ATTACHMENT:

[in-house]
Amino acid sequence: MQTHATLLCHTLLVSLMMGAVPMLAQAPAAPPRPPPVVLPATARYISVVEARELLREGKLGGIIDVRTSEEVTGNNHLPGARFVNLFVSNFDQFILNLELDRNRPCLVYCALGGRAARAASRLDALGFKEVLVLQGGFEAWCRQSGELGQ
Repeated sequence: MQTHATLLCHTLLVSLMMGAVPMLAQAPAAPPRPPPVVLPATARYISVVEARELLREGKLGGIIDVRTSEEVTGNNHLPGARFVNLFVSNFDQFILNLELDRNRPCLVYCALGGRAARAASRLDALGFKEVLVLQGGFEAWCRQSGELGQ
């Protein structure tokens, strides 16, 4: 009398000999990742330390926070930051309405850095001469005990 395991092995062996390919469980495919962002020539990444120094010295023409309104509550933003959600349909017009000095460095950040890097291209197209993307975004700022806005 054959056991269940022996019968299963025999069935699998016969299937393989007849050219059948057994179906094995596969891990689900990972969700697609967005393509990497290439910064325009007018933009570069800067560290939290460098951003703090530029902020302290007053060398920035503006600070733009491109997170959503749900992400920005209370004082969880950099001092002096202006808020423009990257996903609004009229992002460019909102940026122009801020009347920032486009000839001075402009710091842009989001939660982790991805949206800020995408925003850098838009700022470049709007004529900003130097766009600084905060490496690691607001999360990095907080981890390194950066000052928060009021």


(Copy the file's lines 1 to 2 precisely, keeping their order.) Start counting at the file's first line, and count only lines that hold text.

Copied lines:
[in-house]
Amino acid sequence: MQTHATLLCHTLLVSLMMGAVPMLAQAPAAPPRPPPVVLPATARYISVVEARELLREGKLGGIIDVRTSEEVTGNNHLPGARFVNLFVSNFDQFILNLELDRNRPCLVYCALGGRAARAASRLDALGFKEVLVLQGGFEAWCRQSGELGQ